Teaching Students that Disabilities are Nothing Unusual

Lehigh Valley schools are teaching students that wheelchairs, disabilities are nothing unusual, with help from ‘Laughing at My Nightmare’ author Shane Burcaw.

Katie Hunsicker worried that her daughter, Leah, would be bullied or ostracized when the 5-year-old began kindergarten this year.

Leah, a student at Clearview Elementary School, has trouble seeing, uses a walker and can’t run or play the same as other children can. The Bethlehem girl has a genetic condition known as Joubert syndrome, which develops early in children’s brains and causes them to lose some of their vision, balance and coordination.

But Leah looks forward to going to school every day to share her love of Minnie Mouse and coloring with her friends. Her classmates treat her like they do anyone else her age.

And that’s just how it should be, says a local organization revamping a program to further encourage Clearview Elementary and other Lehigh Valley schools in making Leah and other children with physical limitations feel like they belong.

“It’s a real simple concept,” said Mitch Lenett, chief development officer of The Arc of Lehigh and Northampton Counties, about The Arc’s Infusion of Inclusion 2.0 program, which the organization is reviving after several years of dormancy. “We want to instill in kids how to be welcoming toward their peers who have disabilities, which come in all shapes and sizes. And we want to communicate this message in a nonacademic way that’s fun and relatable for kids.”

Arc events and marketing director Chris Kaklamanis said children don’t necessarily learn this acceptance at home.

“Many parents are too busy trying to make ends meet to sit down and have discussions like this with their children at home, which makes schools vital in partnering with organizations like ours on efforts like this,” Kaklamanis said.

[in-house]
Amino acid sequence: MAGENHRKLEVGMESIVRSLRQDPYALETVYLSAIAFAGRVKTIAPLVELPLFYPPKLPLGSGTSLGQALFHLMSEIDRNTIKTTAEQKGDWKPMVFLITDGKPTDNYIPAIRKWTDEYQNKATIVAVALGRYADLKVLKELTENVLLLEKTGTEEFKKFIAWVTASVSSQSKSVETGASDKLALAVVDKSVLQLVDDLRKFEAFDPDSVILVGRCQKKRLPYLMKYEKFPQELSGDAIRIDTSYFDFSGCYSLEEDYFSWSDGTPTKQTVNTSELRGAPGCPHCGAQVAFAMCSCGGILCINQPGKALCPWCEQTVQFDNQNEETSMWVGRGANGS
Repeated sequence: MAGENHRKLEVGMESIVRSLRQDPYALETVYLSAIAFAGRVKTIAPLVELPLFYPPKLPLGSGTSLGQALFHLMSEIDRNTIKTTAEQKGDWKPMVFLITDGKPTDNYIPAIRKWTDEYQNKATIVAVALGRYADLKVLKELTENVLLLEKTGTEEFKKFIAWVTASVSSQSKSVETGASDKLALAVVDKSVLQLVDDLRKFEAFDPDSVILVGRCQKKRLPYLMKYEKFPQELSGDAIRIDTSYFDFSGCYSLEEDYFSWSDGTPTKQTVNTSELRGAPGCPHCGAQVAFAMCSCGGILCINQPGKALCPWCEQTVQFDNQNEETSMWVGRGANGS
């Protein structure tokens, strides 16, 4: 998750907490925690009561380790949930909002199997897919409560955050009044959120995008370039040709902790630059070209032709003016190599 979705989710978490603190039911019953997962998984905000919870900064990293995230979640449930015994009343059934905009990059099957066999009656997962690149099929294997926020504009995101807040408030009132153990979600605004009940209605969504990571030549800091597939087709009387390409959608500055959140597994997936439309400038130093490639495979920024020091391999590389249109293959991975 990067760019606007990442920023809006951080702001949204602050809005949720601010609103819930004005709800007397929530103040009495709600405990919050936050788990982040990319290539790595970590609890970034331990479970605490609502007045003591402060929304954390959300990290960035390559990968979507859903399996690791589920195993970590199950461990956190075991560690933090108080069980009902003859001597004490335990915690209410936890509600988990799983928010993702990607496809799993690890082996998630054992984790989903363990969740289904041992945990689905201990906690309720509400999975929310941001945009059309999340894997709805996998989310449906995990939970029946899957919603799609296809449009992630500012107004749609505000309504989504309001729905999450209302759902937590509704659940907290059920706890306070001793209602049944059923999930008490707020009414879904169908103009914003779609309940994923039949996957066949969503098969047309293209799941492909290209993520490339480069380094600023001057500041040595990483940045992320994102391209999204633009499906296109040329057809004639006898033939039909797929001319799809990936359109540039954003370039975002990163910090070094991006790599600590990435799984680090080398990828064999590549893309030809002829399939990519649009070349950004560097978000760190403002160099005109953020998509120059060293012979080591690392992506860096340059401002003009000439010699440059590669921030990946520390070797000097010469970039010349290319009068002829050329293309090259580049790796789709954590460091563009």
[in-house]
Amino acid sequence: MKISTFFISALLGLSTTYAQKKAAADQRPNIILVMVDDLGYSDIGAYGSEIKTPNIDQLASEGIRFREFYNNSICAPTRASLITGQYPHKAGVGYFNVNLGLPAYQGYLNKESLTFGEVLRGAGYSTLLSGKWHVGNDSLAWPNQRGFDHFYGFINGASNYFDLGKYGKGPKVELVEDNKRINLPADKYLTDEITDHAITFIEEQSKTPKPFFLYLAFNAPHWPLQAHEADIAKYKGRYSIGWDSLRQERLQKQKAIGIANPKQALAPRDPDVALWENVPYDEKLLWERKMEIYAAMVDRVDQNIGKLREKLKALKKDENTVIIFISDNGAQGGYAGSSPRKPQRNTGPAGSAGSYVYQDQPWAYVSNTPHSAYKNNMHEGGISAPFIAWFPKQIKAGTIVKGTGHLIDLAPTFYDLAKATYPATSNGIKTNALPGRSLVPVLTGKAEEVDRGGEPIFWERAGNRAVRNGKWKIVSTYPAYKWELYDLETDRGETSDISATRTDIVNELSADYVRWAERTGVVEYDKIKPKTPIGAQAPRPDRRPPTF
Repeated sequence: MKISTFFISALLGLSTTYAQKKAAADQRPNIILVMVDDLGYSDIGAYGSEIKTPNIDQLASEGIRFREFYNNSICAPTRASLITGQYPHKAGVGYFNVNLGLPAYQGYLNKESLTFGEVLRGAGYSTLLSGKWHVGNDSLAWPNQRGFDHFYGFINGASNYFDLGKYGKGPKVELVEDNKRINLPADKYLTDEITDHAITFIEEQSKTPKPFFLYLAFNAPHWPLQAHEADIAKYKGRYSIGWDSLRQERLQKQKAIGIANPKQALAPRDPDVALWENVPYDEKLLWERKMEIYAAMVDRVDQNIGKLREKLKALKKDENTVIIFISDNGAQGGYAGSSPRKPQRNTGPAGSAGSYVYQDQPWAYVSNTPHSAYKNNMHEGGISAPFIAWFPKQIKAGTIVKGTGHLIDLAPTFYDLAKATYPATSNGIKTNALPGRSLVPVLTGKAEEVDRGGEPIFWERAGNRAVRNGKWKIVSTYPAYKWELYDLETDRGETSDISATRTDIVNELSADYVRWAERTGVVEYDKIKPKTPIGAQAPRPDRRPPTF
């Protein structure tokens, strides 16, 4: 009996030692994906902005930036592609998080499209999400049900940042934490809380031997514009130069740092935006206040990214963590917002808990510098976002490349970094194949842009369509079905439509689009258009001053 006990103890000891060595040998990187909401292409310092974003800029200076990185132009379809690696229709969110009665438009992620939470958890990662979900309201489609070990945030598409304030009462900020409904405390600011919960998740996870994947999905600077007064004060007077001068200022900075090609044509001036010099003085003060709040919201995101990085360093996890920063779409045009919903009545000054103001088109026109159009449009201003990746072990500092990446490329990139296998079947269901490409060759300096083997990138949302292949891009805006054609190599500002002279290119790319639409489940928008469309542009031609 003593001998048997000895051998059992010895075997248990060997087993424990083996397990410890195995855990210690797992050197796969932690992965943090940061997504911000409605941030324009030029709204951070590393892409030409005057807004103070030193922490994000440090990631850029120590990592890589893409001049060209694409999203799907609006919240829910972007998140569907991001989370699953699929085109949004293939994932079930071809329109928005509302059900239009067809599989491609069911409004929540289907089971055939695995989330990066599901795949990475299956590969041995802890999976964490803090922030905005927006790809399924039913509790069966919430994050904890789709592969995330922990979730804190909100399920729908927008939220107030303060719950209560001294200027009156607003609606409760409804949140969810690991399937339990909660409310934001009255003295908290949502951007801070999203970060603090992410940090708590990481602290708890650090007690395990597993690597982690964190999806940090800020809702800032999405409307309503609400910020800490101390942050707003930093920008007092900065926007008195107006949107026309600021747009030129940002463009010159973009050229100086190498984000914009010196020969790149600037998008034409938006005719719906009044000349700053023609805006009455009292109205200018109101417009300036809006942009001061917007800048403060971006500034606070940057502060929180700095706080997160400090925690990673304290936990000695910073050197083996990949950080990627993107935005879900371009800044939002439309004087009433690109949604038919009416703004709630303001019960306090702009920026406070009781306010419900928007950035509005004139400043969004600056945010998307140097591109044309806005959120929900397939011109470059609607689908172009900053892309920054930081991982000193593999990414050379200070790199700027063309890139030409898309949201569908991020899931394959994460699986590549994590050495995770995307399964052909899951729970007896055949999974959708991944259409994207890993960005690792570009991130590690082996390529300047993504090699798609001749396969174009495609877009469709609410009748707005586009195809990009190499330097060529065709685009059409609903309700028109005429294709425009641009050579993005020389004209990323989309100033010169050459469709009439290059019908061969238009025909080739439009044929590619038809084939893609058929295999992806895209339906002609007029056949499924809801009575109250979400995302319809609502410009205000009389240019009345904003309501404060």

Hunsicker is glad her fears have proven unwarranted.

“When I went to school, we didn’t have anything like [Infusion of Inclusion 2.0],” said Hunsicker, of Bethlehem. “A program like that would be amazing.”

Lenett and Kaklamanis said the original Infusion of Inclusion involved a presentation put on by guest speakers during assemblies at all grade levels in various school districts. This time, the program, supported by Lehigh Valley community partners Air Products, Crayola, IronPigs Charities and Just Born, will focus on elementary schools, where students are most receptive to its message.

The half-hour program will begin with three assemblies Wednesday at Clearview Elementary in Bethlehem Area School District and three more Nov. 10 at Wescosville Elementary School in East Penn School District.

“This is an amazing opportunity for our students to learn about inclusion, acceptance equity and respect for others,” Clearview Elementary Principal Heather Bennett-Knerr said. “This is a lifelong skill for our students. We want to start them learning at a young age not to be afraid of people who are different.”

The presentations will feature diversity-centered children’s literature, including a book by Bethlehem native Shane Burcaw, who founded the nonprofit Laughing at My Nightmare.

Burcaw has been using a wheelchair since he was diagnosed at age 2 with spinal muscular atrophy, a progressive neuromuscular disease that limits his ability to walk, eat and breathe. He relies on others to help him with daily tasks like getting dressed, and getting into and out of his wheelchair.

“Kids are endlessly curious about disability,” said Burcaw, who will appear on video reading his latest book, “Not So Different.”

“Much of the stigma associated with disability begins to develop when that initial curiosity is met with negative reactions and misinformation,” Burcaw said. “If children are given the opportunity to learn about disability in a positive, accepting space, they realize that disability is just one of the many things that make us all unique, rather than something to be avoided or feared.”

Burcaw recalls being very vocal in encouraging his classmates to treat him as they did every other child.

“Having a disability is not a bad thing,” he said. “People who use wheelchairs, like I do, go on to become scientists, artists, parents, doctors, lawyers and much more. We need to remember to treat all people with respect and friendliness, no matter who they are or what they look like.”

That’s the message Infusion of Inclusion 2.0 hopes to expand on.

“Since we’ve gotten requests to bring the program to more schools, we’ve hired a professional videographer to film the presentation so we can send copies of that film to all 16 Bethlehem Area elementary schools and all seven East Penn schools,” Lenett said. “It’ll be up to the schools as to how they use this further.

“And we’ve gotten requests from more schools not just in the Lehigh Valley, but across the state,” he said. “We anticipate this is going to snowball and be really incredible.”

By Andrew Scott

Story by The Morning Call

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